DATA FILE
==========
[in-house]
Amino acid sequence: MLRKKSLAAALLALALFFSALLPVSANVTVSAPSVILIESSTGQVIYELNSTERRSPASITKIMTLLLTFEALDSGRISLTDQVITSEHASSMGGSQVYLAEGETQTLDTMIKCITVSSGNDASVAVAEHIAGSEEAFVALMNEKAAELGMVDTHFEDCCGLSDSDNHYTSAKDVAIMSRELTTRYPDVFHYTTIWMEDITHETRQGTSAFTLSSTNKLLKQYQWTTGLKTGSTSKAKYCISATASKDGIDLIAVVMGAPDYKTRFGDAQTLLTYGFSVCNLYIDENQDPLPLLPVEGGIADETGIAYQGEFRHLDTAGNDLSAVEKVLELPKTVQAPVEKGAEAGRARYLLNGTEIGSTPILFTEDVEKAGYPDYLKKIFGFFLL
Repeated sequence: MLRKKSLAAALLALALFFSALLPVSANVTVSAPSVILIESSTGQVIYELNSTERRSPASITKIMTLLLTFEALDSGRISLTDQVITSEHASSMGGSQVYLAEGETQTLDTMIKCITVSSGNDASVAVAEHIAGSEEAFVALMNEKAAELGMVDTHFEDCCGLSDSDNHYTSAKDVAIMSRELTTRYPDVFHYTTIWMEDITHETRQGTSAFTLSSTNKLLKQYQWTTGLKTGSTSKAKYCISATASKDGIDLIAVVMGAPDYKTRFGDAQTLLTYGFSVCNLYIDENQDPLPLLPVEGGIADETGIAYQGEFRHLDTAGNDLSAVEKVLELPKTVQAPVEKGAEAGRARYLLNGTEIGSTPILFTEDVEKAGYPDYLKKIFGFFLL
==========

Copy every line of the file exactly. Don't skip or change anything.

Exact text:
[in-house]
Amino acid sequence: MLRKKSLAAALLALALFFSALLPVSANVTVSAPSVILIESSTGQVIYELNSTERRSPASITKIMTLLLTFEALDSGRISLTDQVITSEHASSMGGSQVYLAEGETQTLDTMIKCITVSSGNDASVAVAEHIAGSEEAFVALMNEKAAELGMVDTHFEDCCGLSDSDNHYTSAKDVAIMSRELTTRYPDVFHYTTIWMEDITHETRQGTSAFTLSSTNKLLKQYQWTTGLKTGSTSKAKYCISATASKDGIDLIAVVMGAPDYKTRFGDAQTLLTYGFSVCNLYIDENQDPLPLLPVEGGIADETGIAYQGEFRHLDTAGNDLSAVEKVLELPKTVQAPVEKGAEAGRARYLLNGTEIGSTPILFTEDVEKAGYPDYLKKIFGFFLL
Repeated sequence: MLRKKSLAAALLALALFFSALLPVSANVTVSAPSVILIESSTGQVIYELNSTERRSPASITKIMTLLLTFEALDSGRISLTDQVITSEHASSMGGSQVYLAEGETQTLDTMIKCITVSSGNDASVAVAEHIAGSEEAFVALMNEKAAELGMVDTHFEDCCGLSDSDNHYTSAKDVAIMSRELTTRYPDVFHYTTIWMEDITHETRQGTSAFTLSSTNKLLKQYQWTTGLKTGSTSKAKYCISATASKDGIDLIAVVMGAPDYKTRFGDAQTLLTYGFSVCNLYIDENQDPLPLLPVEGGIADETGIAYQGEFRHLDTAGNDLSAVEKVLELPKTVQAPVEKGAEAGRARYLLNGTEIGSTPILFTEDVEKAGYPDYLKKIFGFFLL